My rights as a defendant in a criminal trial

My rights as a defendant in a criminal trialWhat happened to me?

I get a summons from the police which states that I should go to the District Police Department.

What should I look for?

First, I should read the contents of the summons to navigate me in what capacity I’ve been summoned.

• The first option is that I’ve been called as a witness. (coming soon: “My rights as a witness”).

• If I’ve been called as a defendant, I should have the following information:

What are my rights in this case?

1. My rights as a defendant in the investigation.

• I have the right to appear with a counsel.

• I have the right to read the prosecution as set forth by the pre-trial proceedings and to receive a copy. The investigating authority is not required to provide evidence on which the indictment is based; this obligation arises in a later stage of the proceedings.

• I have the right to give explanations but that doesn’t mean that I’m obliged to do this. I have the right to decide whether to answer the question or not.

• I have the right to ask the investigator to call me when the evidence on which the prosecution is based, is presented. Only if I explicitly express my will, I shall be called and the investigating authority will be obliged to call me.

• I have the right to appear with my counsel and make requests, comments and complaints related to actions under the investigation. I can express my requests in writing or orally, in which case the investigating authority is obliged to record all my requests in the protocol for bringing the investigation. I have the right to point out:

○ Incompleteness of evidence.

○ Substantial procedural violations.

○ Requests to gather new evidence and more.

In the case of requests, comments or objections made by me, the prosecutor is obliged to take them in mind. If he refuses to take further investigative action, it must be explicitly justified.

If, after investigation, the prosecutor decides to bring an indictment in court, proceedings will go to its next phase – the judiciary.

1. My rights as a defendant in court.

• I have the right to read the indictment at least seven days before the hearing.

• I have the right to attend all hearings.

• I have the right to use the services of  counsel (defender) – one or more.

• I have the right to challenge: a judge or a jury, the clerk, the prosecutor, the defense counsel, the experts, the appointed translator or interpreter in the process.

• I have the right to ask the court to change the detention if the circumstances, because of which the court has imposed this measure on me, have changed.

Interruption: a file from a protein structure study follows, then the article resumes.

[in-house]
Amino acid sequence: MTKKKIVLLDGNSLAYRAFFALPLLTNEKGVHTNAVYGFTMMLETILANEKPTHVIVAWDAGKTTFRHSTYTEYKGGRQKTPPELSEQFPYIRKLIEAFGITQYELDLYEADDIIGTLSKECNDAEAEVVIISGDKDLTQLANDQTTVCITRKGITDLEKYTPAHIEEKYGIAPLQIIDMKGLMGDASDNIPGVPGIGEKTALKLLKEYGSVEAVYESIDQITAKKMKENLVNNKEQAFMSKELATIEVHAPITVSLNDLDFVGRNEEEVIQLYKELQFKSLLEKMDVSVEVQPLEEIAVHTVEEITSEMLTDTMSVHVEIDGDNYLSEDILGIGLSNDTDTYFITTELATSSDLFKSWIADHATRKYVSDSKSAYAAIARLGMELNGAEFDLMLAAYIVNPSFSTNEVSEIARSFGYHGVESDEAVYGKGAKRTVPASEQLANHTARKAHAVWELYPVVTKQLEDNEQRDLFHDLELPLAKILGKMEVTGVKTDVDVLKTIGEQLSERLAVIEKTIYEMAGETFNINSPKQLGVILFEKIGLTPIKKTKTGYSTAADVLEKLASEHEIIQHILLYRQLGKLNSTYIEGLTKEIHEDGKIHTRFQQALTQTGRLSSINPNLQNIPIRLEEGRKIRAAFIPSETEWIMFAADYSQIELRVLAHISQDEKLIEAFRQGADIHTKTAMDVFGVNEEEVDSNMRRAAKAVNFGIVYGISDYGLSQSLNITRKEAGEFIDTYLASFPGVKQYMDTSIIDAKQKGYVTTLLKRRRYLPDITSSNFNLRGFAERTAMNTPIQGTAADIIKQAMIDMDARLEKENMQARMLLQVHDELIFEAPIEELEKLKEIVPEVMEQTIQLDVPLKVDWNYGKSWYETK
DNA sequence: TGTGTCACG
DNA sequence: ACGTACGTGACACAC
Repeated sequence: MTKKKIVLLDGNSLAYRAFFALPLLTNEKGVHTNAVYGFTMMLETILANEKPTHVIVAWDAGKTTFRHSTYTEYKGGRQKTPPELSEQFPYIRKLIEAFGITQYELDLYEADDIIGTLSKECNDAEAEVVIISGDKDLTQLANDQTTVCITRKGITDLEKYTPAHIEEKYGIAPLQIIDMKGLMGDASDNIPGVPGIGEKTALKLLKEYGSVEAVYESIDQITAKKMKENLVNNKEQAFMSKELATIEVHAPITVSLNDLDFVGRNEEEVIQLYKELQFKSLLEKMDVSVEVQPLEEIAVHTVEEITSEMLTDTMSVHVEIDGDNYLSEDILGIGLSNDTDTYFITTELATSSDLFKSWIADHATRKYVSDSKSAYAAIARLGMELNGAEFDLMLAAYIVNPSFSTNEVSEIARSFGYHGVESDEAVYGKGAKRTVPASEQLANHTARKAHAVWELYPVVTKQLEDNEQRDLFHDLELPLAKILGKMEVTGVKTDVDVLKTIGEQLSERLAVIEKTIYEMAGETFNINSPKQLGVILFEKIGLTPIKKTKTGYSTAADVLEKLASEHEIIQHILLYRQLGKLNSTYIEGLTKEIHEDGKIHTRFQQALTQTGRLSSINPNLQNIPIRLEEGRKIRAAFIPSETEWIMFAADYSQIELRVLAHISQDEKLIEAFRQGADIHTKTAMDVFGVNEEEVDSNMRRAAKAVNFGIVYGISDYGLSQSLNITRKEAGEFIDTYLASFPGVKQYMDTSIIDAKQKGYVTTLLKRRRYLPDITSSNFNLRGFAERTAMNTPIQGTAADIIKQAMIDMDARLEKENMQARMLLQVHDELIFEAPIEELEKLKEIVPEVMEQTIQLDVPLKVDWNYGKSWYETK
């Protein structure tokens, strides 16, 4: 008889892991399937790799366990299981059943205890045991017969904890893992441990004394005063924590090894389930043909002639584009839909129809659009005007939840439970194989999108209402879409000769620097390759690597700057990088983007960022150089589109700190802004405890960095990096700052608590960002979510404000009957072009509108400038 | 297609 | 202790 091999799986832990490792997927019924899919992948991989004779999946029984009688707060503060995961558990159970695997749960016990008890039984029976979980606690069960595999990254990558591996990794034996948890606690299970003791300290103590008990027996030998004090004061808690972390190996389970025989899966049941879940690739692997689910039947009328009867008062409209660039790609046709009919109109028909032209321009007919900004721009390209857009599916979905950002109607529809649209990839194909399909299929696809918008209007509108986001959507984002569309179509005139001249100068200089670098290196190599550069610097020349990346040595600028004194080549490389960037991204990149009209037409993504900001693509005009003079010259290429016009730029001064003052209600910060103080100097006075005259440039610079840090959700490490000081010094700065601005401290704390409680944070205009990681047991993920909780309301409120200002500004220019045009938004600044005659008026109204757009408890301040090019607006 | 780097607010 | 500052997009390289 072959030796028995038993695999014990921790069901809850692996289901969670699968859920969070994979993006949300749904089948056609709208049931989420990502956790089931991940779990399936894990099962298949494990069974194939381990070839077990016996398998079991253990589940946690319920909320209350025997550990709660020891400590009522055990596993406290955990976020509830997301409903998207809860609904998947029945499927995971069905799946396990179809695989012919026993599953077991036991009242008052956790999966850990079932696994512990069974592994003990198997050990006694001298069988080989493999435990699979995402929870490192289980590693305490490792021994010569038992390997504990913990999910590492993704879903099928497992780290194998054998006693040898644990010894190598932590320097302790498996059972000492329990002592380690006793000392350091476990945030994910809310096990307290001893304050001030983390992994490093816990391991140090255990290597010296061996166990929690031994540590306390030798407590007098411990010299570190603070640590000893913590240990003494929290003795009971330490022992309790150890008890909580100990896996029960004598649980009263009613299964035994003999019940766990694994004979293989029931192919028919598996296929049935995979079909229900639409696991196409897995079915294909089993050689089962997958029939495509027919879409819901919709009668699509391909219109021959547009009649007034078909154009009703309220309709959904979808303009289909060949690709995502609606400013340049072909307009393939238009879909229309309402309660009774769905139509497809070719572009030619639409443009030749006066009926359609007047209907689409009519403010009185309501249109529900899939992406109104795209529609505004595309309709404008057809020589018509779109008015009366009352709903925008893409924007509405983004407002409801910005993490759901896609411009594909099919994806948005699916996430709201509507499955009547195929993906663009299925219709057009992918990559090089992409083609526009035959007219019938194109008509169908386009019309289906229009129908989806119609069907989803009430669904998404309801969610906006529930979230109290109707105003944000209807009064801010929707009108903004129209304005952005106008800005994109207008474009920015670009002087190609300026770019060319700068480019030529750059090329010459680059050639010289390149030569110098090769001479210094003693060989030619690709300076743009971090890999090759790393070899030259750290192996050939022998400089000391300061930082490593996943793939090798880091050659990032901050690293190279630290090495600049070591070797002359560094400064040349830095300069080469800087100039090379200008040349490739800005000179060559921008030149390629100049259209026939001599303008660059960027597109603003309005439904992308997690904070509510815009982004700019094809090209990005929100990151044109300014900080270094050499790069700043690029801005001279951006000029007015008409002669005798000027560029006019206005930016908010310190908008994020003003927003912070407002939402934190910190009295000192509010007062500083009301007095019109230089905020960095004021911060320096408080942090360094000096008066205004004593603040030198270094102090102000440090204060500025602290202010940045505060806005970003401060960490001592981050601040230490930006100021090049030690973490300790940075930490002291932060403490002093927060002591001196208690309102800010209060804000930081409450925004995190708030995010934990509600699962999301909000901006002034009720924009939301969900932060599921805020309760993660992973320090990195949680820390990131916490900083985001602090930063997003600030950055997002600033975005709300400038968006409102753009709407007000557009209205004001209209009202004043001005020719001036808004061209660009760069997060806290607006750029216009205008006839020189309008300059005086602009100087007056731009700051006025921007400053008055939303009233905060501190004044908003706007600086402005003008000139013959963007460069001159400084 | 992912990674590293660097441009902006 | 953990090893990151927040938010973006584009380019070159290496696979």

• I have the right to ask for the case to be dealt with behind closed doors.

• I have the right to give or not to give explanations.

• I have the right to ask the witnesses and experts questions.

• I have the right to request legal proof to prove my thesis.

• I have the right to decide whether to take advantage of the expedited procedure provided for in the Criminal Procedure Code.

Expedited procedure means:

○ Not to allow interrogation of all or some of the witnesses and experts. Instead, in pronouncing the sentence, the court should use the respective protocols and expert conclusions of the investigation before the hearing.

To fully admit the facts stated in the factual part of the indictment and agree not to collect any evidence of these facts – in this case the court examine whether the confession made by me complies with the collected evidence and if so, the sentence of “imprisonment” must be reduced by 1/3.

• I have the right to speak at any time of the hearing.

• I have the right to put before the court my understanding of the presented evidence and to explain why I think this evidence does not prove beyond any doubt the indictment raised by the prosecutor, and give my interpretation of the facts and circumstances of the case.

I have the right to the last word – I can ask the court for justice, mercy, condescension or show remorse by confessing the crime.

• I have the right to hear the sentence being read orally by the court immediately after my last word.

• In all cases, I have the right to speak to the court even though my counsel has exercised his right to speak on the topic. As a defendant my role even allows me to take position radically different from the position of my defender. The court is obliged to hear my opinion and to comply with it despite my defender’s thesis.

What to do if my rights are violated?

• I have a right to appeal the sentence within 15 days of its issuance, if I think that it is incorrect.

During the criminal proceedings – from the time of my involvement as a defendant until the entry into force of the sentence, I have the presumption of innocence on my side, and no person, authority or organization can treat me as guilty.  Only those restrictions which are intended for persons subject to criminal proceedings can be imposed but not limitations for convicted persons.

(*) The article aims to explain basic rights under Bulgarian law and it is not to be considered as a legal advisor. We strongly advise you to hire a lawyer, if you experience trouble understanding and using these rights. (*)


Kristina Rangelova


Translated and edited by:

Nikolay Terziev

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§ Criminal Procedure Act

Art. 54-83 – on the defendant;

Art. 219, 222, art. 225-229 – on the investigation;

Art. 258-299 – on the court proceedings;


§ Interpretative Decision  № 2 of 2002 Sofia District Criminal Division;

§  Interpretative Decision № 4 of 2010 Sofia District Criminal Division;